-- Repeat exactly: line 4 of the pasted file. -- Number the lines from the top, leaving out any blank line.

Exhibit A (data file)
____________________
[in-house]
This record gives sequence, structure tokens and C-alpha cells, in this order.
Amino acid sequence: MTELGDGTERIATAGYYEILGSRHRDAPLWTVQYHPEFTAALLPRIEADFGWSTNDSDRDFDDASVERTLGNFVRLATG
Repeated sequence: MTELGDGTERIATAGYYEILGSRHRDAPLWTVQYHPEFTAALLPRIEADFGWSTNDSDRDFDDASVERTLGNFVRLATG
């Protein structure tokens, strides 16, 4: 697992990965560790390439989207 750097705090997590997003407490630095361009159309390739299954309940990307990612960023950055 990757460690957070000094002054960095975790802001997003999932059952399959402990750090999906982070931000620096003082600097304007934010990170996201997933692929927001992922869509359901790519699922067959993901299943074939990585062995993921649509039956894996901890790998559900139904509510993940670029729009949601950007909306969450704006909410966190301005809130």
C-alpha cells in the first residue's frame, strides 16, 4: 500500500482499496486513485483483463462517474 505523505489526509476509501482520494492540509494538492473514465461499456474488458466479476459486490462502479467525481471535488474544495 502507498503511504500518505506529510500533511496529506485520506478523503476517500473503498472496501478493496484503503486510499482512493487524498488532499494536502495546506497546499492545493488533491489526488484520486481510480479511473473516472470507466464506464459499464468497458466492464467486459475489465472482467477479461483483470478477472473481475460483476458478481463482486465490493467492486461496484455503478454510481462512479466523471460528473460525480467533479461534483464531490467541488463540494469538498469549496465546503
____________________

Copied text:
Repeated sequence: MTELGDGTERIATAGYYEILGSRHRDAPLWTVQYHPEFTAALLPRIEADFGWSTNDSDRDFDDASVERTLGNFVRLATG